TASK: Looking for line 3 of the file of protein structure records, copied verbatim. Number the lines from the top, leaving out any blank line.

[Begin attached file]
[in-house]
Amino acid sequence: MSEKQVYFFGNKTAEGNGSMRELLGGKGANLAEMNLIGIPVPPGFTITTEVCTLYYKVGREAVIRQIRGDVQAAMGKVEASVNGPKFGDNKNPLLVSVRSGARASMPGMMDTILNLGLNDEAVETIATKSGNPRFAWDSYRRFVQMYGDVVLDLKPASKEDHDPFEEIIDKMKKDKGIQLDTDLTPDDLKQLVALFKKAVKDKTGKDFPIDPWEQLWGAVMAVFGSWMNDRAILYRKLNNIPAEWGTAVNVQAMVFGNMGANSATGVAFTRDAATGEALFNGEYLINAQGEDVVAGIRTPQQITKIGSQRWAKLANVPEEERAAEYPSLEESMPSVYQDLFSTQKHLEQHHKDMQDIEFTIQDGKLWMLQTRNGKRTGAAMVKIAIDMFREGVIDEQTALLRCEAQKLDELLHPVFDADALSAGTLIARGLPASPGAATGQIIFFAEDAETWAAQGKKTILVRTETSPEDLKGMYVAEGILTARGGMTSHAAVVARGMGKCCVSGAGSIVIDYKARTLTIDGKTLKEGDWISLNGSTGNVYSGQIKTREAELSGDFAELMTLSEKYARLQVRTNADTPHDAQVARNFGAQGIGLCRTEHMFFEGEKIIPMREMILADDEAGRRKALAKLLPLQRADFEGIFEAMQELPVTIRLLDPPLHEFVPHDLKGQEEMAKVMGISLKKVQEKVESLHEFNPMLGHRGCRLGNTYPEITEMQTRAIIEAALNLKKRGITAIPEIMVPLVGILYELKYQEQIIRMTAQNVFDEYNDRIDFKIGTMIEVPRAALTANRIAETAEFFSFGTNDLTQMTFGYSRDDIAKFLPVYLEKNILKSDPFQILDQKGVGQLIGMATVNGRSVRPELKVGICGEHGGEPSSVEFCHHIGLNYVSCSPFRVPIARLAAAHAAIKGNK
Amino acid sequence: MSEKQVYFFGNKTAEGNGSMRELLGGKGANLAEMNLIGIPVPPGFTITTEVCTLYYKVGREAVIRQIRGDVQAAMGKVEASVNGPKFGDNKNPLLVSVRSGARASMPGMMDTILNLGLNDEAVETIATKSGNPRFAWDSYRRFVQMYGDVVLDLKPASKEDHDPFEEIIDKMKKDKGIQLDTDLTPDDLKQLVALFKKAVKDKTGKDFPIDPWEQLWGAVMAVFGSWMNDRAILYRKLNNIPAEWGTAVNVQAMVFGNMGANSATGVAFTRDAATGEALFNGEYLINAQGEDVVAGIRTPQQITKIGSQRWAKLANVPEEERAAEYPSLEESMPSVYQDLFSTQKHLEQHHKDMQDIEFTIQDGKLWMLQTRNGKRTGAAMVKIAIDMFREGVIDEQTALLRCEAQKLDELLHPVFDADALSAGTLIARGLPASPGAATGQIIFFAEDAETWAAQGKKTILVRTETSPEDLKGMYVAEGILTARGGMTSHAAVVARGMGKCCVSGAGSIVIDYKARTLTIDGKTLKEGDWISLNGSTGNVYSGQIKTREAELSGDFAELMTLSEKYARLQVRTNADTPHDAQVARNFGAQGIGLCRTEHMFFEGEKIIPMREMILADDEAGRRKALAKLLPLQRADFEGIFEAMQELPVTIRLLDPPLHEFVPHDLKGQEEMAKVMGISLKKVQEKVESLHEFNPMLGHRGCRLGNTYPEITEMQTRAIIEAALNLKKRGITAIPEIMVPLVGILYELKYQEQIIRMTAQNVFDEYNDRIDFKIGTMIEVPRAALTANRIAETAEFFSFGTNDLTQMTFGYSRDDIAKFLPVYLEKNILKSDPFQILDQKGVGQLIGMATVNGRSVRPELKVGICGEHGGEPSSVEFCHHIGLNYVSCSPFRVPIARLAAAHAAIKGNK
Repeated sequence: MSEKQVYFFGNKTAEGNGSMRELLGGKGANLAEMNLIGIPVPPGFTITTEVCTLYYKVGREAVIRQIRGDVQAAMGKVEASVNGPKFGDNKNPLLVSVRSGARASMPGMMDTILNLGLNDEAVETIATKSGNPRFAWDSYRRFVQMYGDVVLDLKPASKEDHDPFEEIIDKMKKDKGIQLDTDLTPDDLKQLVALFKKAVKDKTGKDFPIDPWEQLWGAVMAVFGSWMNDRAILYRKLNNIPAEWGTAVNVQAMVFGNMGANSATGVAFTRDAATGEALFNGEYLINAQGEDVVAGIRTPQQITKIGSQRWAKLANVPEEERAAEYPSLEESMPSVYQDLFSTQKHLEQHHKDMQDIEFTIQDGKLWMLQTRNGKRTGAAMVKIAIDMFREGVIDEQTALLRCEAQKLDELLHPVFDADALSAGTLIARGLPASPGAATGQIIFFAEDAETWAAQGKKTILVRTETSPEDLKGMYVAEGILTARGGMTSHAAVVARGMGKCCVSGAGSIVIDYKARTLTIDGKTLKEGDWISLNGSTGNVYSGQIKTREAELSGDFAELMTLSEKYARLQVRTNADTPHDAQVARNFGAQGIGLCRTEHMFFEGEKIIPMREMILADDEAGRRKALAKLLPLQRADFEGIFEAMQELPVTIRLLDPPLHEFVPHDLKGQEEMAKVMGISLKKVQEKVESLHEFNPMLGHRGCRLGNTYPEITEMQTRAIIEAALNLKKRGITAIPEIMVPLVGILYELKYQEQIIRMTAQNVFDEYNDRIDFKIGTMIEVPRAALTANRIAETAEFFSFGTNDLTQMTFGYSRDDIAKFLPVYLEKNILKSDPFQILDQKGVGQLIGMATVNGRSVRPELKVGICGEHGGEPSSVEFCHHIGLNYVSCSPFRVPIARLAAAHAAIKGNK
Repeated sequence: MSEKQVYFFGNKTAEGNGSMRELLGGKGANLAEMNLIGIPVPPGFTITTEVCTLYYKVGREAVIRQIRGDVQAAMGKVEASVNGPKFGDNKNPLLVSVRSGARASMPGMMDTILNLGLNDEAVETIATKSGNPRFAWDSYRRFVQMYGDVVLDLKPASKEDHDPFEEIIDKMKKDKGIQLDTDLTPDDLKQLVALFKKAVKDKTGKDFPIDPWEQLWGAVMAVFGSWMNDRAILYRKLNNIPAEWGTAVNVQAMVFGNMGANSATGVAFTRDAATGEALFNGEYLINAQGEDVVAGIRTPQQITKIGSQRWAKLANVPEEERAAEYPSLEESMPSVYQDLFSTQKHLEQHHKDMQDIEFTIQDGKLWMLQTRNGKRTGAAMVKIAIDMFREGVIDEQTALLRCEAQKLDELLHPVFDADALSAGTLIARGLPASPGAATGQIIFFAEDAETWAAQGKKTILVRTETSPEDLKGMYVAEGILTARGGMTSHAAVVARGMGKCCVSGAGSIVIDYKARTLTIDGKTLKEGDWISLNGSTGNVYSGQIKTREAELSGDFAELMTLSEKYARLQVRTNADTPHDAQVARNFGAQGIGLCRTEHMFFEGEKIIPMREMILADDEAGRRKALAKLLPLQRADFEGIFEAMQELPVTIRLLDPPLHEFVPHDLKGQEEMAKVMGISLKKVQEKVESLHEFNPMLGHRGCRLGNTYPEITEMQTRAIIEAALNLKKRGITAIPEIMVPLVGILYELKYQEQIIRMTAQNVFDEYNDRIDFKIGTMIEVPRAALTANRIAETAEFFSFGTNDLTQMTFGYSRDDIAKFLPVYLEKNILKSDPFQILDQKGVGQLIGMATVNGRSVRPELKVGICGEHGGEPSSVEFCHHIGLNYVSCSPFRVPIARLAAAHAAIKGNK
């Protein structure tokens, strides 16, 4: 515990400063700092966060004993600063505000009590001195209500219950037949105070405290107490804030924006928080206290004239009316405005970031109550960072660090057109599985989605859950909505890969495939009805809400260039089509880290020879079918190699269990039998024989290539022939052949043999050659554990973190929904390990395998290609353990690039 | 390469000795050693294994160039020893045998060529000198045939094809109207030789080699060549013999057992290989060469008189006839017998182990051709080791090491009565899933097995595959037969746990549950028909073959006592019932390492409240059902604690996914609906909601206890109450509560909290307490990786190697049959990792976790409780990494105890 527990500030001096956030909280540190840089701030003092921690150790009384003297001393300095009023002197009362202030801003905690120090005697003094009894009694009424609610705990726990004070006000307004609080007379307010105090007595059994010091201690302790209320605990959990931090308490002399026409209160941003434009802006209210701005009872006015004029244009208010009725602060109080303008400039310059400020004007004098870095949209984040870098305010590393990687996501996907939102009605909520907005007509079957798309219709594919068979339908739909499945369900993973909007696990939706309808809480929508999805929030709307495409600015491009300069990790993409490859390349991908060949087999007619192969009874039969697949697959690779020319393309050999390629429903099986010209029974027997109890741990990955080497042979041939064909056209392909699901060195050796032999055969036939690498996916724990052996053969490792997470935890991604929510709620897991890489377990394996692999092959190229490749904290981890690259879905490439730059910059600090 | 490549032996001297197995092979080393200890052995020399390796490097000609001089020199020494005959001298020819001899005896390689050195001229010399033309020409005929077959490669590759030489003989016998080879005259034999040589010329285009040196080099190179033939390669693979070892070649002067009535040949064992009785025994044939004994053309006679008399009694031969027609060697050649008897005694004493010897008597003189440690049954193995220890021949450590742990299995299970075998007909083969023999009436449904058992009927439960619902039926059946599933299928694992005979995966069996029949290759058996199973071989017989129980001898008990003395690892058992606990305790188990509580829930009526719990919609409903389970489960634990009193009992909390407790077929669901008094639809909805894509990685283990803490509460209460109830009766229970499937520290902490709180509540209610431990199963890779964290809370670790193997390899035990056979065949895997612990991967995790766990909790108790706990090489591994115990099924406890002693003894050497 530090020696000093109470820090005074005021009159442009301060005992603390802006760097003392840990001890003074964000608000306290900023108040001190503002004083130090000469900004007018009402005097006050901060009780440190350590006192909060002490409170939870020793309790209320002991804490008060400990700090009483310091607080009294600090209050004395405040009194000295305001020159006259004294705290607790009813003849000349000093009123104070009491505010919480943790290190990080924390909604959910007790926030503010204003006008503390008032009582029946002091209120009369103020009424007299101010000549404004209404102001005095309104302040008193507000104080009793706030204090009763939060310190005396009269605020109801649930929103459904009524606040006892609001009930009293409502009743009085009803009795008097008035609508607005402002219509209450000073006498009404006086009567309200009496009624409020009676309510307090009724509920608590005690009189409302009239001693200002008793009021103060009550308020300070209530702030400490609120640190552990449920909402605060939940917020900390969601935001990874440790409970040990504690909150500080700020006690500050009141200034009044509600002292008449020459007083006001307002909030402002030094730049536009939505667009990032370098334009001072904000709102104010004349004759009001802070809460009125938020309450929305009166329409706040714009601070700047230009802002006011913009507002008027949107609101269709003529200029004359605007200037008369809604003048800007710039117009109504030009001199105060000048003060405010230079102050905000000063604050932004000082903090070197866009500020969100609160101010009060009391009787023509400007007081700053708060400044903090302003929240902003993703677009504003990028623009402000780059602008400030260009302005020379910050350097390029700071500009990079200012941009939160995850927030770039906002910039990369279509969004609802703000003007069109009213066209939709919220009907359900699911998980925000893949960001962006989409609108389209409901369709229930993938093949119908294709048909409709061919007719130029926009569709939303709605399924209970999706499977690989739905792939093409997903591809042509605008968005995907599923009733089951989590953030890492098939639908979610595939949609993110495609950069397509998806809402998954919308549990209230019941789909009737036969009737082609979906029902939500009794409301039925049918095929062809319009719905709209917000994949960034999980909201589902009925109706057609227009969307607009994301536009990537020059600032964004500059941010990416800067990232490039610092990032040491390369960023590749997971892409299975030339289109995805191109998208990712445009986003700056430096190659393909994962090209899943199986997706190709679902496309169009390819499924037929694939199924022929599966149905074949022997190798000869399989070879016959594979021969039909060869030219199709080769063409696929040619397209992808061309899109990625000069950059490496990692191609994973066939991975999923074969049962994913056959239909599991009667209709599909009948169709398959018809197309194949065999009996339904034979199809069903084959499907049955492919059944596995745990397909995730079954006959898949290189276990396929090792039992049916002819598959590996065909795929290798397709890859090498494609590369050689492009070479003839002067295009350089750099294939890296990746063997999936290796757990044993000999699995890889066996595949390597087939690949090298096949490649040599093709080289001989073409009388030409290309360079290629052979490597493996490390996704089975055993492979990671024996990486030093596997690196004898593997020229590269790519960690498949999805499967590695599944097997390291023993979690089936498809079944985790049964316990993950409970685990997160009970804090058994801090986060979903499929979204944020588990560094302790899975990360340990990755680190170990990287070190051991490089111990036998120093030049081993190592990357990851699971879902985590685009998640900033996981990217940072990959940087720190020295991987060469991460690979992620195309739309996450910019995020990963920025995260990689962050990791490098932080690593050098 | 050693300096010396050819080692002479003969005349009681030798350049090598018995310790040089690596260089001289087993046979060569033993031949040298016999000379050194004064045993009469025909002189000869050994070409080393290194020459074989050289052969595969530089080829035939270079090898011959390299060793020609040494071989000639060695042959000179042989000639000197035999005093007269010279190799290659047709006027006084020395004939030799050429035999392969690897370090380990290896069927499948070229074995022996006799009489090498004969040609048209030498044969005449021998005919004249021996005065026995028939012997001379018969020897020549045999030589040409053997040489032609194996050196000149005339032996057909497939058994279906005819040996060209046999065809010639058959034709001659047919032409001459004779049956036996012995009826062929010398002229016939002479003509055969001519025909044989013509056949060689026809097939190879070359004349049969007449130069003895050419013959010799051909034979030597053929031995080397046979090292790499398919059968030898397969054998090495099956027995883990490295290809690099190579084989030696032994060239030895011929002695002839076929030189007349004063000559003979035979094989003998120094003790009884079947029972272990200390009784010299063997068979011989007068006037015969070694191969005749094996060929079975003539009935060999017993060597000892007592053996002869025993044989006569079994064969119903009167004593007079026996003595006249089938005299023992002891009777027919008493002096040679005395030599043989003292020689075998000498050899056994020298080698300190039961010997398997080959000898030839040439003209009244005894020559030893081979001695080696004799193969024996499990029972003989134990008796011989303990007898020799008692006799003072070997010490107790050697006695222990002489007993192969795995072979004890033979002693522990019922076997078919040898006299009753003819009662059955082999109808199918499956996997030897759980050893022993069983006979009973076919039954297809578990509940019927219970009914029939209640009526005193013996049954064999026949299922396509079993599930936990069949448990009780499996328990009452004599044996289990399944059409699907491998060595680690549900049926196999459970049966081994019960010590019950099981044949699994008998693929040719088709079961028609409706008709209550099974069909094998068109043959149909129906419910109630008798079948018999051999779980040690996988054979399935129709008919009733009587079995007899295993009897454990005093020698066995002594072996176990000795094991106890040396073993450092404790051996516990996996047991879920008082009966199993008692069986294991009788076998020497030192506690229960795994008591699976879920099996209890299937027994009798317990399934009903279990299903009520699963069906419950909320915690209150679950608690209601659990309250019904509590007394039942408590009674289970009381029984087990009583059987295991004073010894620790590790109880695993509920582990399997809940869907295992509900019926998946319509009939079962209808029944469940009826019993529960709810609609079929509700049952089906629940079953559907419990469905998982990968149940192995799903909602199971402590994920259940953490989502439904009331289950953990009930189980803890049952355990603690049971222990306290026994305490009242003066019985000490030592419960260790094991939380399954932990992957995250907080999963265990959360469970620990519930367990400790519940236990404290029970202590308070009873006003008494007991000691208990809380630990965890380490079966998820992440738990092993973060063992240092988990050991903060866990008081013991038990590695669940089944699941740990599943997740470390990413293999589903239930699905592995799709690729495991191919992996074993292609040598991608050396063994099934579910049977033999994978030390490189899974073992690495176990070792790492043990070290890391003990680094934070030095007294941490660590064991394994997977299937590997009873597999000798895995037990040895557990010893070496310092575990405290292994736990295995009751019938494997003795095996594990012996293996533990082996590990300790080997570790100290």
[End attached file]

Amino acid sequence: MSEKQVYFFGNKTAEGNGSMRELLGGKGANLAEMNLIGIPVPPGFTITTEVCTLYYKVGREAVIRQIRGDVQAAMGKVEASVNGPKFGDNKNPLLVSVRSGARASMPGMMDTILNLGLNDEAVETIATKSGNPRFAWDSYRRFVQMYGDVVLDLKPASKEDHDPFEEIIDKMKKDKGIQLDTDLTPDDLKQLVALFKKAVKDKTGKDFPIDPWEQLWGAVMAVFGSWMNDRAILYRKLNNIPAEWGTAVNVQAMVFGNMGANSATGVAFTRDAATGEALFNGEYLINAQGEDVVAGIRTPQQITKIGSQRWAKLANVPEEERAAEYPSLEESMPSVYQDLFSTQKHLEQHHKDMQDIEFTIQDGKLWMLQTRNGKRTGAAMVKIAIDMFREGVIDEQTALLRCEAQKLDELLHPVFDADALSAGTLIARGLPASPGAATGQIIFFAEDAETWAAQGKKTILVRTETSPEDLKGMYVAEGILTARGGMTSHAAVVARGMGKCCVSGAGSIVIDYKARTLTIDGKTLKEGDWISLNGSTGNVYSGQIKTREAELSGDFAELMTLSEKYARLQVRTNADTPHDAQVARNFGAQGIGLCRTEHMFFEGEKIIPMREMILADDEAGRRKALAKLLPLQRADFEGIFEAMQELPVTIRLLDPPLHEFVPHDLKGQEEMAKVMGISLKKVQEKVESLHEFNPMLGHRGCRLGNTYPEITEMQTRAIIEAALNLKKRGITAIPEIMVPLVGILYELKYQEQIIRMTAQNVFDEYNDRIDFKIGTMIEVPRAALTANRIAETAEFFSFGTNDLTQMTFGYSRDDIAKFLPVYLEKNILKSDPFQILDQKGVGQLIGMATVNGRSVRPELKVGICGEHGGEPSSVEFCHHIGLNYVSCSPFRVPIARLAAAHAAIKGNK